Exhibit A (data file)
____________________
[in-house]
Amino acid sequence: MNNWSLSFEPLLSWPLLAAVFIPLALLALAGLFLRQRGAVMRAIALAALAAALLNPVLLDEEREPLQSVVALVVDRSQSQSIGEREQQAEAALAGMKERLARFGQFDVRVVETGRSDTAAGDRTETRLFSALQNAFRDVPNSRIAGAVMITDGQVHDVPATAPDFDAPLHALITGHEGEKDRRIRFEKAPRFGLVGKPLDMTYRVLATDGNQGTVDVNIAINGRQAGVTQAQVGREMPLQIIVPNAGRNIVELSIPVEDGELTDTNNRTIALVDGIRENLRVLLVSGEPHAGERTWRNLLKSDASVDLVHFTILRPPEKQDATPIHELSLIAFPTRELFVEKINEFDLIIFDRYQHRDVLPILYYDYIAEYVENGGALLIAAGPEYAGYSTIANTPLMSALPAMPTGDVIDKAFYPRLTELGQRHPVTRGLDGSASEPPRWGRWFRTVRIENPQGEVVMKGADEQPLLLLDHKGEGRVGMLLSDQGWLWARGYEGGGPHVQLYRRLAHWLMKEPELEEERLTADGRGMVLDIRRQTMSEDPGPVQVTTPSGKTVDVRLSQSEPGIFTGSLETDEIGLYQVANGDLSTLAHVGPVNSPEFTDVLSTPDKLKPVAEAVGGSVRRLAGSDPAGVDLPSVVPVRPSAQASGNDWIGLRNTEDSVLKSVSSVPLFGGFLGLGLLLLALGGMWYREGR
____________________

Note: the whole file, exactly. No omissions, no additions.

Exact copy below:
[in-house]
Amino acid sequence: MNNWSLSFEPLLSWPLLAAVFIPLALLALAGLFLRQRGAVMRAIALAALAAALLNPVLLDEEREPLQSVVALVVDRSQSQSIGEREQQAEAALAGMKERLARFGQFDVRVVETGRSDTAAGDRTETRLFSALQNAFRDVPNSRIAGAVMITDGQVHDVPATAPDFDAPLHALITGHEGEKDRRIRFEKAPRFGLVGKPLDMTYRVLATDGNQGTVDVNIAINGRQAGVTQAQVGREMPLQIIVPNAGRNIVELSIPVEDGELTDTNNRTIALVDGIRENLRVLLVSGEPHAGERTWRNLLKSDASVDLVHFTILRPPEKQDATPIHELSLIAFPTRELFVEKINEFDLIIFDRYQHRDVLPILYYDYIAEYVENGGALLIAAGPEYAGYSTIANTPLMSALPAMPTGDVIDKAFYPRLTELGQRHPVTRGLDGSASEPPRWGRWFRTVRIENPQGEVVMKGADEQPLLLLDHKGEGRVGMLLSDQGWLWARGYEGGGPHVQLYRRLAHWLMKEPELEEERLTADGRGMVLDIRRQTMSEDPGPVQVTTPSGKTVDVRLSQSEPGIFTGSLETDEIGLYQVANGDLSTLAHVGPVNSPEFTDVLSTPDKLKPVAEAVGGSVRRLAGSDPAGVDLPSVVPVRPSAQASGNDWIGLRNTEDSVLKSVSSVPLFGGFLGLGLLLLALGGMWYREGR